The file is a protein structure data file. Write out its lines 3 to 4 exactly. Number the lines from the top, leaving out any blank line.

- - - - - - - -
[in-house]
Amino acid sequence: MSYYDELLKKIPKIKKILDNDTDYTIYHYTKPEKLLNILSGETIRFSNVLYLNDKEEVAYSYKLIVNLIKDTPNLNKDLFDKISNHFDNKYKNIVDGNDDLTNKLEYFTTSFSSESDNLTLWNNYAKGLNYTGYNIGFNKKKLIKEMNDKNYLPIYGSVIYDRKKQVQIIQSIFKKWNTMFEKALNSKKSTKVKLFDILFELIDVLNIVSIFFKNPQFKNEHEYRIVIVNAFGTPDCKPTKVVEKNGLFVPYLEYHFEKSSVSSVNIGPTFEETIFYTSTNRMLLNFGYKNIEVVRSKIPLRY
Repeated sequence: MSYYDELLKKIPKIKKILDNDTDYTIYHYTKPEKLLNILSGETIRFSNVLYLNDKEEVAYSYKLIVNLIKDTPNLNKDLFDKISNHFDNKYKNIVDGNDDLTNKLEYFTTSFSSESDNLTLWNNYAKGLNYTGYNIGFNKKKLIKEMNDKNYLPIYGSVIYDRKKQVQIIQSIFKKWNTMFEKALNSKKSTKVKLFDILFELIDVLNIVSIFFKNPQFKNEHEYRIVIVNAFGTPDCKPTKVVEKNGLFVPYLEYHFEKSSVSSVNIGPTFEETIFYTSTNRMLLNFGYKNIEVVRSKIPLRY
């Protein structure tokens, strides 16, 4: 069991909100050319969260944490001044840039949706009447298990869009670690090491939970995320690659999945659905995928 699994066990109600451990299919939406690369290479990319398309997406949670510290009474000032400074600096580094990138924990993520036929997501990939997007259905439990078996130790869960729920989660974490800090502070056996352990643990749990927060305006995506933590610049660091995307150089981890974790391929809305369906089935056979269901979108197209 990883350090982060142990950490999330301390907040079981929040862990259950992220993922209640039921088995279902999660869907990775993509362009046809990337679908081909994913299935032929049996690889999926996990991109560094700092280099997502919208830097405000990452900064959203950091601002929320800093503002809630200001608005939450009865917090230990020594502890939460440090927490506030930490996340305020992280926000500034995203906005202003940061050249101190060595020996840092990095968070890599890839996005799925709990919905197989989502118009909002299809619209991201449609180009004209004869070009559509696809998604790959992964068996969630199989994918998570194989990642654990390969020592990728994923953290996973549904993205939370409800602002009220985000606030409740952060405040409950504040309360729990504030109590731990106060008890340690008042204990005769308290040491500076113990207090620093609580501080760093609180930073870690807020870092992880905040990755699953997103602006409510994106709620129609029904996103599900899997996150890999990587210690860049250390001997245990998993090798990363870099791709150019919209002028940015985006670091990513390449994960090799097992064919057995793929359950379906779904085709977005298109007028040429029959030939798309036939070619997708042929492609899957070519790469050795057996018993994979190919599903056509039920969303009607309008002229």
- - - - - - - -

Repeated sequence: MSYYDELLKKIPKIKKILDNDTDYTIYHYTKPEKLLNILSGETIRFSNVLYLNDKEEVAYSYKLIVNLIKDTPNLNKDLFDKISNHFDNKYKNIVDGNDDLTNKLEYFTTSFSSESDNLTLWNNYAKGLNYTGYNIGFNKKKLIKEMNDKNYLPIYGSVIYDRKKQVQIIQSIFKKWNTMFEKALNSKKSTKVKLFDILFELIDVLNIVSIFFKNPQFKNEHEYRIVIVNAFGTPDCKPTKVVEKNGLFVPYLEYHFEKSSVSSVNIGPTFEETIFYTSTNRMLLNFGYKNIEVVRSKIPLRY
């Protein structure tokens, strides 16, 4: 069991909100050319969260944490001044840039949706009447298990869009670690090491939970995320690659999945659905995928 699994066990109600451990299919939406690369290479990319398309997406949670510290009474000032400074600096580094990138924990993520036929997501990939997007259905439990078996130790869960729920989660974490800090502070056996352990643990749990927060305006995506933590610049660091995307150089981890974790391929809305369906089935056979269901979108197209 990883350090982060142990950490999330301390907040079981929040862990259950992220993922209640039921088995279902999660869907990775993509362009046809990337679908081909994913299935032929049996690889999926996990991109560094700092280099997502919208830097405000990452900064959203950091601002929320800093503002809630200001608005939450009865917090230990020594502890939460440090927490506030930490996340305020992280926000500034995203906005202003940061050249101190060595020996840092990095968070890599890839996005799925709990919905197989989502118009909002299809619209991201449609180009004209004869070009559509696809998604790959992964068996969630199989994918998570194989990642654990390969020592990728994923953290996973549904993205939370409800602002009220985000606030409740952060405040409950504040309360729990504030109590731990106060008890340690008042204990005769308290040491500076113990207090620093609580501080760093609180930073870690807020870092992880905040990755699953997103602006409510994106709620129609029904996103599900899997996150890999990587210690860049250390001997245990998993090798990363870099791709150019919209002028940015985006670091990513390449994960090799097992064919057995793929359950379906779904085709977005298109007028040429029959030939798309036939070619997708042929492609899957070519790469050795057996018993994979190919599903056509039920969303009607309008002229």